This model is no longer available or might have limited distribution.

Canon PowerShot ELPH 170 camera

A 20-megapixel camera from Canon with a 1/2.3 sensor, a 2.6-inch LCD, and an image stabilizer.


The PowerShot ELPH 170 is a 20-megapixel camera with 12x optical zoom and a 35mm-equivalent focal length range of 25mm-300mm. It has a 2.6-inch LCD (230,000 pixels). Because of its small size, we consider this model a Point-and-shoot camera. The PowerShot ELPH 170 stores photos and video on SD/SDHC/SDXC memory cards but has no on-board storage. It captures images as JPEG files at a top resolution of 5152 x 3864 and HD-resolution video as MOV files at a top resolution of 1280 x 720 and a frame rate up to 30p. Like most digital cameras, this model comes with a proprietary rechargeable battery. The image stabilization system for this camera is optical. The PowerShot ELPH 170 measures 3.9 inches wide by 2.3 inches high by 0.9 inches deep, and weighs 5 ounces (with battery, memory card, and strap).


Viewfinder Viewfinder This optical device allows you to look through an eyepiece to frame the subject before taking a picture.
Manual focus Manual focus Digital cameras provide greater depth of field than cameras with longer focal-length lenses, such as 35 mm or APS cameras; therefore, manual focusing will rarely be needed. It's not even possible to do on some cameras. Manual focus options vary; a few cameras provide a continuously adjustable manual focus ring, others only a limited number of discrete focus distance settings.
Exposure compensation Exposure compensation Allows for minor adjustments to the automatic-exposure settings. When a scene has high contrast, as in a backlit scene, automatic exposure may not achieve the effect you want. It helps to be able to alter the settings so that the subject of the photo does not appear too dark or too light.
Image stabilization type Image stabilization type An image stabilizer compensates for handheld camera shake. Optical (in the lens) and mechanical (in the camera body) image stabilizers are the best types to use, although some cameras include simulated stabilization, which is considered a less effective type than the others.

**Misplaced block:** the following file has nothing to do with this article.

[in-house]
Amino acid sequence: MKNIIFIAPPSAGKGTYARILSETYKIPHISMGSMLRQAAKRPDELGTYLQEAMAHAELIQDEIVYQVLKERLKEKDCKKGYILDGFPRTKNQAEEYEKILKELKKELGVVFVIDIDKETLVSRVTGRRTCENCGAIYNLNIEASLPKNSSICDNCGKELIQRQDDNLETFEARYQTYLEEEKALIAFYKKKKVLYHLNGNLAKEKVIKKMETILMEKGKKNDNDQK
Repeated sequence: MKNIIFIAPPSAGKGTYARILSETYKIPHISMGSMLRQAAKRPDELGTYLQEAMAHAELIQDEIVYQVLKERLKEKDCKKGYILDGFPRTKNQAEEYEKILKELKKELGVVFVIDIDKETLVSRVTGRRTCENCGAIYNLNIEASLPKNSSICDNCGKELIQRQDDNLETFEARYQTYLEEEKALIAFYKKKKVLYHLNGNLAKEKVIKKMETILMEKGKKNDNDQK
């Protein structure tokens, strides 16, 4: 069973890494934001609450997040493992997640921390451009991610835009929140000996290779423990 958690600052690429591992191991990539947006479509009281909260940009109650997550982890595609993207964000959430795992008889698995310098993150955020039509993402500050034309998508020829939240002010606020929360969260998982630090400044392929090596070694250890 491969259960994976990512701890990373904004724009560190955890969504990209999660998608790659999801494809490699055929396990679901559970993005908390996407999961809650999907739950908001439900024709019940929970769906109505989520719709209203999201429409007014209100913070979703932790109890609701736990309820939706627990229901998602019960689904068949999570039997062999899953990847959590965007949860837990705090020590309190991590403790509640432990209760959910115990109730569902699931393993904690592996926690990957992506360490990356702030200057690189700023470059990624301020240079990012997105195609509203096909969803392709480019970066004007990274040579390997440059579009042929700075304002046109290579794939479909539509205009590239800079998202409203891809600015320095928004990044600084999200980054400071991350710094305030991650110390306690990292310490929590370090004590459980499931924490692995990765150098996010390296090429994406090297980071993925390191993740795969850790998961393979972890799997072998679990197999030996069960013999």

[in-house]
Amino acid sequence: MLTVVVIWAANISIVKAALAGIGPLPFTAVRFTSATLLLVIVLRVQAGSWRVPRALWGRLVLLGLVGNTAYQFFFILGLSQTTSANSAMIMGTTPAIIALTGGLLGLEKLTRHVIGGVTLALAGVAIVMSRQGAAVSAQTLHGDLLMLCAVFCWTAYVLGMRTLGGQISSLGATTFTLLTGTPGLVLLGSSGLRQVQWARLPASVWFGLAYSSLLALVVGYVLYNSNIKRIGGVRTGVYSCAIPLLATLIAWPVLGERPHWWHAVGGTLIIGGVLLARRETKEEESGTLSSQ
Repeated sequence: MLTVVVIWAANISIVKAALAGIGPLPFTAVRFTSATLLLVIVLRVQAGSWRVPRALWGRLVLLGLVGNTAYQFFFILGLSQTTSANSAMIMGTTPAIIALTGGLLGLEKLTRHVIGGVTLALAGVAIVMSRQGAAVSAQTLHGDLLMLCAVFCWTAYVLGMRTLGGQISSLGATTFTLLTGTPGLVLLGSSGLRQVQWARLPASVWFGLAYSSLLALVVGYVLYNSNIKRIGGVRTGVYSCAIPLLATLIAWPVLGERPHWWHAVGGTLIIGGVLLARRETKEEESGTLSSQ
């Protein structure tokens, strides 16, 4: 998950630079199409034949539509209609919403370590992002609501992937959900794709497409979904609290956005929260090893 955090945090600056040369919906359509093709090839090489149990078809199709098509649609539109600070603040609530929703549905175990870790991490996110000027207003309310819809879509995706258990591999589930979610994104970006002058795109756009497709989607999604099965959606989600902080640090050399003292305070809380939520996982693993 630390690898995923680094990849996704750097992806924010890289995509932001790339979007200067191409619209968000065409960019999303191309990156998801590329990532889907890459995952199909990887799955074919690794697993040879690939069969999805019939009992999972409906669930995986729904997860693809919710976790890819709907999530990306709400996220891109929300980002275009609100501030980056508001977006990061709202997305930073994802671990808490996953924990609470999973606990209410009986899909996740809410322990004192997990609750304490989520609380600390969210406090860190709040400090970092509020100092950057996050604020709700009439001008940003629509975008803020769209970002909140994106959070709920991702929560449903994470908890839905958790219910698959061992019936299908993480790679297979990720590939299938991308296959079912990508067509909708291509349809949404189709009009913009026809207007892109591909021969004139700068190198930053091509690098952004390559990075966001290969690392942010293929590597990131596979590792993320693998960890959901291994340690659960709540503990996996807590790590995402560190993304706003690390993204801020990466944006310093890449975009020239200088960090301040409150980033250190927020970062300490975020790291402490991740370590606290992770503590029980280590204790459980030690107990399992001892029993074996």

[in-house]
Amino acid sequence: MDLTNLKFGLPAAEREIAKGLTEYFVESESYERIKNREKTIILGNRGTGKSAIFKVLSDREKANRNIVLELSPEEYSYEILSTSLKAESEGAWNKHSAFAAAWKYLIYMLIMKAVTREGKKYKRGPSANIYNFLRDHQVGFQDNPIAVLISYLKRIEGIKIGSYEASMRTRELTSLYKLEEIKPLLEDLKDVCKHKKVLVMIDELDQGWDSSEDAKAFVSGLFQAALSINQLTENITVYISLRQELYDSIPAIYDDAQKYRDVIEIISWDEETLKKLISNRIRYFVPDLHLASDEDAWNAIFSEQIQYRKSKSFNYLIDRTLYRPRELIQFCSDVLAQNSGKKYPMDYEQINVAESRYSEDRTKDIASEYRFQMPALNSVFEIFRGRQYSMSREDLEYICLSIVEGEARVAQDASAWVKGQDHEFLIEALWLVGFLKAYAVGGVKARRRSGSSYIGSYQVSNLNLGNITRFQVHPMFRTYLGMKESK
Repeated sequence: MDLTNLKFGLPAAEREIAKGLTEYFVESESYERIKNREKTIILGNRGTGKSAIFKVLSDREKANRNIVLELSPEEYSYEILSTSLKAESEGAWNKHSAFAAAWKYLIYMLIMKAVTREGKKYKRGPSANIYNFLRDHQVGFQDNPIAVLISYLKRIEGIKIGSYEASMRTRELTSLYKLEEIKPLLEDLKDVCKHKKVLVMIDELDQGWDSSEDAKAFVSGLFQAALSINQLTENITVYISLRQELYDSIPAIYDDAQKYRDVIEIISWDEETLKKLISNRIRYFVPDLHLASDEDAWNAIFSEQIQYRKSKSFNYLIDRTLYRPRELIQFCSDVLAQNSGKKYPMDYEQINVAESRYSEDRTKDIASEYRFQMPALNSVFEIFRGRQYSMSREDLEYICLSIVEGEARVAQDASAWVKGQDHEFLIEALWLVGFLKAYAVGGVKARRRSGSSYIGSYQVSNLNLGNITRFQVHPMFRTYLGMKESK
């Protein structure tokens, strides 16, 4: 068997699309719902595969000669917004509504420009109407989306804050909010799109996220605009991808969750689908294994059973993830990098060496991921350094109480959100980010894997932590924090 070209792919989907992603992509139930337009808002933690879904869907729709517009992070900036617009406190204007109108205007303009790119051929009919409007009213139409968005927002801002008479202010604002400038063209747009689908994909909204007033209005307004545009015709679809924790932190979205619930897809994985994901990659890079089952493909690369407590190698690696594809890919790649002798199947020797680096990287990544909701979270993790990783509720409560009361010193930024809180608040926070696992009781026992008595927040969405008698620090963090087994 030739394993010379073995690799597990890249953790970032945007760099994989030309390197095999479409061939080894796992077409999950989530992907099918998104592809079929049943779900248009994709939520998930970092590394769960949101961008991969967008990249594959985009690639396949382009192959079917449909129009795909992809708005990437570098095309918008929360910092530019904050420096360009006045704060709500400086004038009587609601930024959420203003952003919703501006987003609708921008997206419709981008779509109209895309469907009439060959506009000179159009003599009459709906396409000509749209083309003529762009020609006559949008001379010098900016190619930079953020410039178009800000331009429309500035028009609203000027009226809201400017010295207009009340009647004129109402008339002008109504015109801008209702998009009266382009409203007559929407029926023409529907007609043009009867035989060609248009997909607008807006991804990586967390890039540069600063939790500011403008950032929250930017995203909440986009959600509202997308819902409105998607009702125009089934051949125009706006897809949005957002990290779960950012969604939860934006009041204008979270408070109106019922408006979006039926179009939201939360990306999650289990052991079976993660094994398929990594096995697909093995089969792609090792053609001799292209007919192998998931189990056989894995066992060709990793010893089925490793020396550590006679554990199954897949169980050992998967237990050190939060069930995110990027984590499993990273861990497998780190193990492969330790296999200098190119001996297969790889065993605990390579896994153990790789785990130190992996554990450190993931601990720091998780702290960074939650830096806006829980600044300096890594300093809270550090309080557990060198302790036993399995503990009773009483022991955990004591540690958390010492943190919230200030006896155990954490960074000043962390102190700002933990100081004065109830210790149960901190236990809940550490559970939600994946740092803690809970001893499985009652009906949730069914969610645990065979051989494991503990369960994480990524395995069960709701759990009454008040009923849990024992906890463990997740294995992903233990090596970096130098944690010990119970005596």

Touch screen Touch screen Touch screen indicates touch capability on the LCD.
Manual controls Manual controls Some cameras allow the user to set the aperture (f-stop), shutter speed, or (usually) both. This feature is used to override the automatic exposure settings when more control is needed. During a sporting event for example, you may want to use a high shutter speed to freeze the action. Or, you may want to use a low shutter speed to blur moving objects (like a waterfall) while keeping stationary objects sharp. Using shallow depths of field can be used to blur the background of photos while keeping the foreground in focus. Typically up/down arrow keys are used to change settings displayed on the LCD or in the viewfinder. These controls are not as easy to use as on conventional film cameras.
Macro focus Macro focus This is a setting that allows you to take extreme close-ups, from a few inches to only 1 or 2 feet away from the subject. test
Eyeglasses Eyeglasses Denotes cameras with a viewfinder diopter adjustment, which allows some eyeglass wearers to take off their glasses when using the camera.


Maximum aperture Maximum aperture The maximum aperture (lens opening) for wide and telephoto shots. A single number indicates that the camera does not have a zoom lens.
f 3.6-7
Shutter speed range Shutter speed range Shutter speed controls the length of time that the camera lets in light to expose the camera's sensor. This specification shows the range of selectable shutter speeds by defining the minimum and maximum shutter speeds.
1 - 1/2000
Optical zoom Optical zoom Optical zoom is the maximum magnifcation of the lens.
35mm equivalent zoom ratio 35mm equivalent zoom ratio All digital camera manufacturers publish this "35mm equivalent" focal length simply because people are used to hearing it and knowing what kind of image a 28mm lens produces compared to a 50mm lens.
LCD size (in.) LCD size Digital cameras have a small liquid-crystal display (LCD) screen on the back so you can see the images and decide which to keep. You can also use the LCD to help frame photos, but that's a sure way to run down the battery in a hurry. Most LCD screens are too dim for viewing clearly in sunlight. Many cameras also use the screen for displaying menus and camera settings. It is desirable to have both an LCD display and a viewfinder with an eyepiece.
AA batteries AA batteries Indicates whether the camera accepts AA batteries. This options allows you to use disposable or rechargeable batteries.